Just a thought

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I don't think I am describing Barney clearly enough. He is fast....lightning fast. When he bites it is a split second and the deed is done. It would be humanly impossible to get my fist into his mouth, and hey, sticking my fist into a snarling dog's mouth doesn't sound too wise in my book.

When we leave and he goes in his crate he is given a nice toy or chew bone or treat filled Kong. I think he definitely associates us leaving with good things and he knows he is not being punished.

When I put him in his crate when he bites, he gets no treat and he is literally abandoned for a while. He is a needy dog, so this hits home for him.

Scruffing is out, swatting his snoot is out...Both create an even more aggressive reaction in him. We must use psychological warfare with him rather than man to man combat!

I need some psychological amunition that works!

All creatures great and small, the Lord God, He made them all!

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I forgot the tounge compression/lip turned in approach. I forgot our trainer actually did that to Darcy once during a class and she was stunned. We did it a few times during the biting phase and that too worked well.

Kate, Darcy & Bailey's mom
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WOOF! Eli, here, the Grand Pooh-Bah of CUR. :nono:

Barney, Dude! What's the matter with you? Biting and wrecking stuff???? You are giving the members of CUR a bad name. The By-laws of CUR promote CHAOS and MAYHEM, not pain and destruction! If you don't shape up I may have to revoke your CUR membership. :soap:

So SHAPE UP! Quit chomping people and things that don't belong to you. :censored:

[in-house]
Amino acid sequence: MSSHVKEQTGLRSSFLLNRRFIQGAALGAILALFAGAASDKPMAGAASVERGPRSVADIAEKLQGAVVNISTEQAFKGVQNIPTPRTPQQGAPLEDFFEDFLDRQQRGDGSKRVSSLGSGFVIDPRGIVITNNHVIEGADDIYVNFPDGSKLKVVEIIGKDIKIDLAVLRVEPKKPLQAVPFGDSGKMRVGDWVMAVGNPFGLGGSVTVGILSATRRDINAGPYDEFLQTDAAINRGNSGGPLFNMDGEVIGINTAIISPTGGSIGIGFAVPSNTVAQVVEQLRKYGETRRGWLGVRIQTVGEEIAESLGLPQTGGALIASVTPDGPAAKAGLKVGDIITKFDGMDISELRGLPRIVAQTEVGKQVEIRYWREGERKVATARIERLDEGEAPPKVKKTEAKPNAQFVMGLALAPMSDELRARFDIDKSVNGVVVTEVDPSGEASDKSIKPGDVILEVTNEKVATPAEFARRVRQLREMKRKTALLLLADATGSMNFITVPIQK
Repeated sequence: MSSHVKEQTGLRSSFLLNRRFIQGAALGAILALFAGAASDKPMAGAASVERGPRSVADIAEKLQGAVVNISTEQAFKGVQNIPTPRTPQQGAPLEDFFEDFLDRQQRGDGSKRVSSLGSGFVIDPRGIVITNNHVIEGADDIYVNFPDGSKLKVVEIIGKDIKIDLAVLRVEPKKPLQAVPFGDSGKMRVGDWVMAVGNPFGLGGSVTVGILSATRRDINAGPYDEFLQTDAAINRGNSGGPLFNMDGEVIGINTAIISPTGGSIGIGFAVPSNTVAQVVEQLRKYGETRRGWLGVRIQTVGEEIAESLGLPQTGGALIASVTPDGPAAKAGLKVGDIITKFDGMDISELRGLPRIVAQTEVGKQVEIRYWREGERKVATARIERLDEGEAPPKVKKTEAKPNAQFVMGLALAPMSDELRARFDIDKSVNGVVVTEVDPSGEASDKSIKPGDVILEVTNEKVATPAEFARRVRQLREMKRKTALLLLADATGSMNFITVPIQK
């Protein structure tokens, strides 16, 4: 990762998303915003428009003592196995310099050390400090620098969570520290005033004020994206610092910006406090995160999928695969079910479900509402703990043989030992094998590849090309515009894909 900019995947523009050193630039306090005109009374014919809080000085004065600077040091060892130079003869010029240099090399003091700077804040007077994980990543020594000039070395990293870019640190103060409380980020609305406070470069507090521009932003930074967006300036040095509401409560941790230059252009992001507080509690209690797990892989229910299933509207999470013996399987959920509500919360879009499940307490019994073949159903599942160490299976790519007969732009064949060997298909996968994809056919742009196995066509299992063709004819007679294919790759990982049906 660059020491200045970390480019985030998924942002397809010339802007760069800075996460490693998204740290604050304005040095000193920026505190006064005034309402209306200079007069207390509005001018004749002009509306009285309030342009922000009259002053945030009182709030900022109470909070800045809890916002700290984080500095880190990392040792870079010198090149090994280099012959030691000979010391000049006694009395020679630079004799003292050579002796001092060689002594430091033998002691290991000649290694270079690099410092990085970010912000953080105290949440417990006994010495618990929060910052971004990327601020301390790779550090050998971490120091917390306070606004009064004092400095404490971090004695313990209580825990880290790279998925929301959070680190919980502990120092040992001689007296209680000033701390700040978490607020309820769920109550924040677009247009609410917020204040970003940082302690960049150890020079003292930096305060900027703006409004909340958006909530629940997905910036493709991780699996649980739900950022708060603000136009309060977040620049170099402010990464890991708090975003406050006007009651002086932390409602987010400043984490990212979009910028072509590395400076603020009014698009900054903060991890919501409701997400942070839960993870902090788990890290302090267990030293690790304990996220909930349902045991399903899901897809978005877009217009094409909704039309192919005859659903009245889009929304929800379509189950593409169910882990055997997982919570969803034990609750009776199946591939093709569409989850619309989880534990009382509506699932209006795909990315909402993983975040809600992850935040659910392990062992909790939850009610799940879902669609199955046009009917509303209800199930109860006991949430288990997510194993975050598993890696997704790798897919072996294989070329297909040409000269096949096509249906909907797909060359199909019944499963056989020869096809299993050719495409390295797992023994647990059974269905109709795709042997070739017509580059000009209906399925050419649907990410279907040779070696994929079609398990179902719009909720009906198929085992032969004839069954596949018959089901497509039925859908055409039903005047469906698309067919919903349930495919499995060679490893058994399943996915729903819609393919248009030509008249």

The Grand Pooh-Bah of CUR has spoken! :mad:

WOOF!

Eli B)

You may continue to RUNAROUNDALLCRAZYBARKINGYOURFOOLHEADOFF! ;)

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I need some psychological amunition that works!

Well, Barney sounds like my Missy was in terms of the biting when gets a hold of something. Yes, Missy was puppy mill and had issues. I think Barney, like Missy, just can not realise that what he is doing is bad and the more we hit/scruff/hand in mouth only makes for more aggression as that is how Missy was. I can only tell you from working with Missy that I had to learn her do's & dont's. There was a time my Brother in law dropped a $10.00 bill, went to get it and Missy grabbed it along with his hand. Thank goodness the bite was very minor, more of a scratch, but still. After that I knew that I could not let her be in a situation like that where she can bite someone and have to be inpounded and whatever else someone would do. Missy was able to enjoy a long life due to me guarding her from others and animals. Missy, like I said in my other post was sheltered due to we couldn't go for walks due to her aggression towards other animals. She loved people.

But, Missy was Missy and all you had to do was pet her the wrong way and she could snarrel so no one was to pet her unless I was right there. It was alot of work and guarding. I guess I just knew Missy and knew she couldn't help herself.

Deep down in my heart I knew she needed a chance and if that was going ot happen it was going to happen only by me.

She lived to be 17 and we never had any issues with biting anyone (I never gave her the chance or oppurtunity)

Missy was not a pet for a family with children or other dogs. She did fine when our son was born, she was 6 at the time and adored him. Missy did fine in her enviroment and her surroundings. I think god knows who these certain troubled pets should go to because any family with kids would of and could of never kepted her with her issues. I was greatful to beable to give her a wonderful life, she taught me so much in life. Having Kramer now I really see the difference in a healthy dog and a puppy mill puppy. All I know is ot was well worth the trouble I went threw. I miss her dearly.

I wish you alot of luck with Barney, I hope the trainer can help him. Wouldnt it be nice if we can read there minds, to know what is going threw there little furry heads.

Best of luck to you, keep plugging away and hopefully Barney will soon beable to be trusted.

Rhonda,Kramer & Angel Missy "Blessed is the person who has earned the love of an old dog". "It came to me that every time I lose a dog they take a piece of my heart with them. And every new dog who comes into my life gifts me with a piece of their heart. If I live long enough, all the components of my heart will be dog, and I will become as generous and loving as they are" Missy Rainbow Bridge Memorial